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3 Red Flags You're Getting Scammed

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Recently, a consumer reached out to us about her sister. She was sure that her sister was involved in a scam, but she wasn’t having any luck getting her to stop. While it can be hard to talk someone out of a scam they really believe in, the scam this consumer was talking about had some glaring red flags that pointed to the fact that this was absolutely, beyond a shadow of a doubt, a scam. Here are three red flags that you’re getting scammed—and this case had all three flags.

1. An Unlikely Person or Company

Sometimes, scammers will try to use the name of a person or company to lend credence to their claims. However, it’s important to look up the individual or company to see if they actually have anything to do with the claimed program. In this case, the scammers alleged that they were offering government grants, and they used the name of Christine LaGarde.

The problem is that Christine LaGarde is the precedence of the European Union Central Bank. She has nothing to do with the distribution of funds in the US or Europe. A quick search on that name reveals that this is most likely a scam.

Scammers may also use the name of a company they think you will trust. If you ever have a question about a business, simply call the business and ask if they are actually part of the program the scammers claim.

2. Spending Money to Get Money

Many scams claim that you can receive funds if you send them money first. In most cases, this is completely false. There is no government grant that requires you to send money before you qualify for the grant. Similarly, most banks, credit cards, and other financial institutions don’t have any kind of program in which you spend money to get money. If the scammers are asking you to send money before you get anything in return, that’s a huge red flag that this isn’t a real program.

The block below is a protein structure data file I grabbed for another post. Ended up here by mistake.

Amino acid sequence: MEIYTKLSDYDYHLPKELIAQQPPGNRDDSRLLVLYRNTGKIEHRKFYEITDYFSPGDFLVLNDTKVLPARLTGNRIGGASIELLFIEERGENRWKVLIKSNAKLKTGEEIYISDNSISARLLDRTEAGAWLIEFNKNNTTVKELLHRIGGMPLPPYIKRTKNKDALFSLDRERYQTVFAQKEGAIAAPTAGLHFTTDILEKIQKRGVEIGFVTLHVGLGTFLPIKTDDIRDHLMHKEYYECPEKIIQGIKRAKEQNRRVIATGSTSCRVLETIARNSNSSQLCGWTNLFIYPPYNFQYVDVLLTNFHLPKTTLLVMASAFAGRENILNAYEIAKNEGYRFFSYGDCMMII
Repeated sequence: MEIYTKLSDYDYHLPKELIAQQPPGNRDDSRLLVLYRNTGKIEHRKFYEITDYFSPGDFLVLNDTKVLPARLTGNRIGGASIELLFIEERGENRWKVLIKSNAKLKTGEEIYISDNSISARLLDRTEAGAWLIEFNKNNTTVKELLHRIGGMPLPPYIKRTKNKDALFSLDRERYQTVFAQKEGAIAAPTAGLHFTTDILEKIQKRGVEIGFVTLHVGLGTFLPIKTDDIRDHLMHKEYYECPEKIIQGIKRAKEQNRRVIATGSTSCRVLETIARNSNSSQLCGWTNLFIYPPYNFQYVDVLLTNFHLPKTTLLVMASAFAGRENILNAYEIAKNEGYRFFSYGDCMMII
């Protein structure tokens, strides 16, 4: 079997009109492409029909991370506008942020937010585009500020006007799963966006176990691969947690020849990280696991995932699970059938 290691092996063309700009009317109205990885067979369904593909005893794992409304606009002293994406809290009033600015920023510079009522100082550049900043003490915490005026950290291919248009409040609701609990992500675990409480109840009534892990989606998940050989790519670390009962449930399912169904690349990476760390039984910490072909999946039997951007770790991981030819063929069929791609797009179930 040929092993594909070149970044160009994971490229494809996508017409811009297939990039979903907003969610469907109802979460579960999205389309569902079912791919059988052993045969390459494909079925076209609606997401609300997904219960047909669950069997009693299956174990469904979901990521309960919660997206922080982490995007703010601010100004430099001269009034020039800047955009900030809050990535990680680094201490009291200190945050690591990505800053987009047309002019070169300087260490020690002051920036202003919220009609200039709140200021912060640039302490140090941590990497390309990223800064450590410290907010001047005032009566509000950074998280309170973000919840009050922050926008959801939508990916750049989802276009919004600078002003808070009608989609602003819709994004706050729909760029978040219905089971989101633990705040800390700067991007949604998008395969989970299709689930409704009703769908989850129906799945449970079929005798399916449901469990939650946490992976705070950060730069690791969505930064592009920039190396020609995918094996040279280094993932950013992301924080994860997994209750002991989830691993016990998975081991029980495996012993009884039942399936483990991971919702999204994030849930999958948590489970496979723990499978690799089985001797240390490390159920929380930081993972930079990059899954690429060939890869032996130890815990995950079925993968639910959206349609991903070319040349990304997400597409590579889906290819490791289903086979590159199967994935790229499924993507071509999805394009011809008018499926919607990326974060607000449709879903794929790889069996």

3. Gift Cards, Money Orders, and Transfers

Most scammers don’t want payments that can be traced or stopped. So instead of asking for money in the usual ways, they ask for untraceable and irrevocable funds, such as gift cards, money orders, and transfers. No legitimate business will ask to be paid in gift cards, so that is a dead giveaway that something isn’t right. You should also be highly suspect of requests for money orders or transfers. These are common ways scammers try to get money from you that can’t be stopped or traced.

Another way that some scammers are getting untraceable money these days is through the use of cryptocurrencies like Bitcoin. If someone requests to be paid in Bitcoin or another cryptocurrency, be very suspicious.

As always, if something sounds too good to be true, it probably is. No one is giving away money for free. And there is no program out there where you can pay a few hundred or a few thousand dollars to receive huge sums. So be careful out there and always do your research. Never send money to anyone you don’t know and trust personally, or without verifying that an established business or institution is really offering the deal you want to get involved in.